A Gem From Noah Flemming – What is Your Most Valuable Resource?
I got a lot of flack (and praise) from last week’s Tidbit, where I said that your people are not your most valuable resource, but that instead of the single most valuable asset most companies will ever have is their customer database and purchase history.A lot of people seemed to think I was saying that you don’t have to treat your employees well, or that it’s not important to recognize when they go above & beyond.
There were some heated comments in the comments section & my inbox (along with many more from business executives who understood exactly what I was saying), and so I wanted to follow up on that theme this week.
I was working with a client where we found two sales reps who were just crushing everyone else regarding results. The CEO would often say things like, “We just need two dozen more guys like Jim and Steve! Unfortunately, the people we have now will never be as good as Jim and Steve.” I told him he was likely wrong. I wanted to see what was responsible for the difference because I know from long experience that it’s easier than most people realize to replicate success in sales and marketing.
We started by talking to Jim and Steve. Neither of them could explain it. They were humble. They didn’t claim to be the best salespeople on the planet. They didn’t try to dazzle us with unbridled hubris. Instead, they both said things like, “I can’t explain it. I just do things a certain way, and it works.”
The sales manager had set excessive quotas for them, but she couldn’t explain why they were doing so much better either. As you may have guessed, there was not much of a process in place.
Here’s why this is important. If there’s anything in your company where you or others say something like, “I don’t know how I do this, I just do it” or, “I can’t explain it, I just do it that way, and it works,” then the company will lose the ability to do that when you leave or retire or die.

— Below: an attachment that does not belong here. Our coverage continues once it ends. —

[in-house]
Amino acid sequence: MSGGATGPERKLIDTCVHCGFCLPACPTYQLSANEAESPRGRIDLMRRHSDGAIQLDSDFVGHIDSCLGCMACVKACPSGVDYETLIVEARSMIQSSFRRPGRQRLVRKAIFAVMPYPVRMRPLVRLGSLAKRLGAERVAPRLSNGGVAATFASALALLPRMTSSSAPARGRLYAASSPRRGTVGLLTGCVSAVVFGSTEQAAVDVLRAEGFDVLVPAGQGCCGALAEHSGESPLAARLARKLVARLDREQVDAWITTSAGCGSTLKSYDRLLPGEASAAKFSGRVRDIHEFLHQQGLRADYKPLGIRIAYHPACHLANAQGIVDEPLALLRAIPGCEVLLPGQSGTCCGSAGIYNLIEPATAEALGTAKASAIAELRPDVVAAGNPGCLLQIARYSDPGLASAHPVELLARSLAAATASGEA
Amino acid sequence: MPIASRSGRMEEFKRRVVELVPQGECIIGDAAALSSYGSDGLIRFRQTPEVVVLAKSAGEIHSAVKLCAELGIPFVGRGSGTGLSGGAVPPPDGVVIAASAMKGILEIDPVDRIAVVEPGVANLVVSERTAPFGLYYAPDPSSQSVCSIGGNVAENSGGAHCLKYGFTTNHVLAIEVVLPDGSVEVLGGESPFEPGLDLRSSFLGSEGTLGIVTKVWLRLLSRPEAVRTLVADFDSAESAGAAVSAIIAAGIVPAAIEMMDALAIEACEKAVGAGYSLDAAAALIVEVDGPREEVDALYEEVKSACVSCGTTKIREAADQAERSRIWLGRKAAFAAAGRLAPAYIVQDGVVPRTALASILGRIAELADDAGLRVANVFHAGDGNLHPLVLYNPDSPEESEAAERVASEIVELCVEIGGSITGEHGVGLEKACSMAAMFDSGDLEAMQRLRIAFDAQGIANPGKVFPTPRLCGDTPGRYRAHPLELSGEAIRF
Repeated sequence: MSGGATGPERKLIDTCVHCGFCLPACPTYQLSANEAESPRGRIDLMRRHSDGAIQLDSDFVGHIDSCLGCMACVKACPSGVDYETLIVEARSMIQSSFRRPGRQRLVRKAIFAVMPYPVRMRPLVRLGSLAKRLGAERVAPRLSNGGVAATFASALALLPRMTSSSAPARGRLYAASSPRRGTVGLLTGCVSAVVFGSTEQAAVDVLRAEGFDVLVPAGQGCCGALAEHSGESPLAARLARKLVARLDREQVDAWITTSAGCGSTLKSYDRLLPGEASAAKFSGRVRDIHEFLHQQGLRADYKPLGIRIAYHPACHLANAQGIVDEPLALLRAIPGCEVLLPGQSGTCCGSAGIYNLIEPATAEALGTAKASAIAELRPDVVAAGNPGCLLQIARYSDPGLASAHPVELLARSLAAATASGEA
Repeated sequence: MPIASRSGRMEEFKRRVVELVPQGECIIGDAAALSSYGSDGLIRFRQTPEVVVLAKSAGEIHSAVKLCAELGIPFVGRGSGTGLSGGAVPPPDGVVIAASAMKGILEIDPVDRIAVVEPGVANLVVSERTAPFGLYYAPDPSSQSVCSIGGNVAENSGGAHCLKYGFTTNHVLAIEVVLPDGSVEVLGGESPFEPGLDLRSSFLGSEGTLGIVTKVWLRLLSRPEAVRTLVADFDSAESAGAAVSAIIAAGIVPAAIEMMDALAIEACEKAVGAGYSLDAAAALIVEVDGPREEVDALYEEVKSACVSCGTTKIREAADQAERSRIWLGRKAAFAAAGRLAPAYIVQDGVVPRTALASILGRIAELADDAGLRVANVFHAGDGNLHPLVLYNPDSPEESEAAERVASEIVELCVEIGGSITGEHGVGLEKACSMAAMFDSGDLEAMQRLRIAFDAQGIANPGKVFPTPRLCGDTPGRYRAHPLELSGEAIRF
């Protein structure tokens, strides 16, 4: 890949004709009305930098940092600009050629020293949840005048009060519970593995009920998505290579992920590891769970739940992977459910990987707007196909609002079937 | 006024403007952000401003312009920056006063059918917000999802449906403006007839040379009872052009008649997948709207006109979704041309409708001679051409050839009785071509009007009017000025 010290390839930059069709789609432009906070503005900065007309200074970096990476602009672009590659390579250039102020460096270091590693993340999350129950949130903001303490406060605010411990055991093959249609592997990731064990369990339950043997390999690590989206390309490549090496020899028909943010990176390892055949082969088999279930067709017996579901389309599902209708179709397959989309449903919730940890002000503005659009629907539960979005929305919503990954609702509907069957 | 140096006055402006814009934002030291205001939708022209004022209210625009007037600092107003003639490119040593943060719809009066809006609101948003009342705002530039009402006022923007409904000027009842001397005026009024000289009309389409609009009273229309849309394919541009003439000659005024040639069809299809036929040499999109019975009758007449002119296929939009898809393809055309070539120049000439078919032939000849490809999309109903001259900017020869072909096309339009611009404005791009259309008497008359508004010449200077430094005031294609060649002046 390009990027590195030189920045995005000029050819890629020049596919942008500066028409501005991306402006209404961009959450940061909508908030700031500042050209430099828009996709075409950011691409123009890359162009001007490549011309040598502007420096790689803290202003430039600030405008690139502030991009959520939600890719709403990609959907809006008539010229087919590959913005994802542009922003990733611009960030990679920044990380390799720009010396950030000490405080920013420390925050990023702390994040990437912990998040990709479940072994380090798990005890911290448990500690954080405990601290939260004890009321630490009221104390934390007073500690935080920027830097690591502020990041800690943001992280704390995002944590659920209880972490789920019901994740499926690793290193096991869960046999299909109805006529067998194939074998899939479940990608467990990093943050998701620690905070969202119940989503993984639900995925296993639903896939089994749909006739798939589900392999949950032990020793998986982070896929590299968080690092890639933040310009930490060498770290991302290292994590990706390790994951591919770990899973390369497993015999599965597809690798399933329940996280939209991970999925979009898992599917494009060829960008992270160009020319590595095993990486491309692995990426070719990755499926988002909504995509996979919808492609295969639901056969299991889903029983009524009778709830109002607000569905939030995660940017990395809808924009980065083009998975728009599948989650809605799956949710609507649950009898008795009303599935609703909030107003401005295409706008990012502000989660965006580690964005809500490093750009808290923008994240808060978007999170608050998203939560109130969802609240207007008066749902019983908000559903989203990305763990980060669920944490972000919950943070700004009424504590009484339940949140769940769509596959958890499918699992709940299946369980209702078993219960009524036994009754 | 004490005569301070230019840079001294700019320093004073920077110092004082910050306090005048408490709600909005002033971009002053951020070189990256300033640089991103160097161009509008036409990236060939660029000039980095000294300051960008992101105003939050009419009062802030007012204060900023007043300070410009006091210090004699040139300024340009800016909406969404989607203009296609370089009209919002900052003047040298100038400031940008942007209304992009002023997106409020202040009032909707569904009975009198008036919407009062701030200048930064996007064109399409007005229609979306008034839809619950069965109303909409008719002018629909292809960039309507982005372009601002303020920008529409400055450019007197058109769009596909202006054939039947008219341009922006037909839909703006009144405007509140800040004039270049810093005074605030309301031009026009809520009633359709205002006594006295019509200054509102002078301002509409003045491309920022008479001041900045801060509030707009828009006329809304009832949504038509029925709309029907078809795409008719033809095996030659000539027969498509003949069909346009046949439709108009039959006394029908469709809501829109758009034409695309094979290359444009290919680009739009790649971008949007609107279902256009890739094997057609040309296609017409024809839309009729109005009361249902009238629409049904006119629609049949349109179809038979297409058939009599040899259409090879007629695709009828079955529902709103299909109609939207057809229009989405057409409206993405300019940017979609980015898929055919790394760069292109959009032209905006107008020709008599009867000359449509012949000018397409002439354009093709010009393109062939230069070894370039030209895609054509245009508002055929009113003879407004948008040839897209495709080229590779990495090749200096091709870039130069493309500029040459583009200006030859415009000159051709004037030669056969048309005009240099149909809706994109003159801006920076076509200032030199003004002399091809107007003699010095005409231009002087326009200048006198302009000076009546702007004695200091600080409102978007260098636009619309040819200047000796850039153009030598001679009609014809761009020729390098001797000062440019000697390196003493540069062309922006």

One of the things that is undervalued about having processes in place is that it allows you to transfer learning. As you might have guessed, there was no process in place to either ascertain what these guys were doing or how to transfer those skills to the others.
We moved on to watching Jim and Steve. Both of them had built a sales process that worked for them. The process included things like researching the client before making a visit or scheduling a call before showing up. Each was using a simple excel file to manage each prospect and client. They ALWAYS had a next contact date for a client, especially when they had to work to get it (i.e., suggesting next call times, or follow up times if the client didn’t’ get back in touch as they’d promised).
Here’s the takeaway: Companies don’t necessarily need more people like Jim and Steve. They need to know what skills, or processes that can adapt from Jim and Steve and bring everyone up to a higher level.
We do a lot of internal benchmarking with our clients who have multiple locations. Let’s find the outliers because if we can find them, we have a baseline that we know everyone should be able to hit.
Creating formal structures/models/processes around the most important things that you do not only make it easier for you to replicate it more frequently and successfully–it allows you to pass on that understanding to others, to train them & help them grow.
Your Challenge For This Week:
Find one thing that you do well, but can’t explain to somebody new. That’s a trouble spot.
Take an hour and see if you can identify the components of what you’re doing that make you successful in that area. Now ask yourself if you can codify the process. If you can, you’ve likely found an area of your business that can be quickly improved with a simple process.
Here’s an easier way to understand this week’s challenge–find your Jim & Steves and ask yourself what you can borrow, adapt from them, and disseminate through the organization.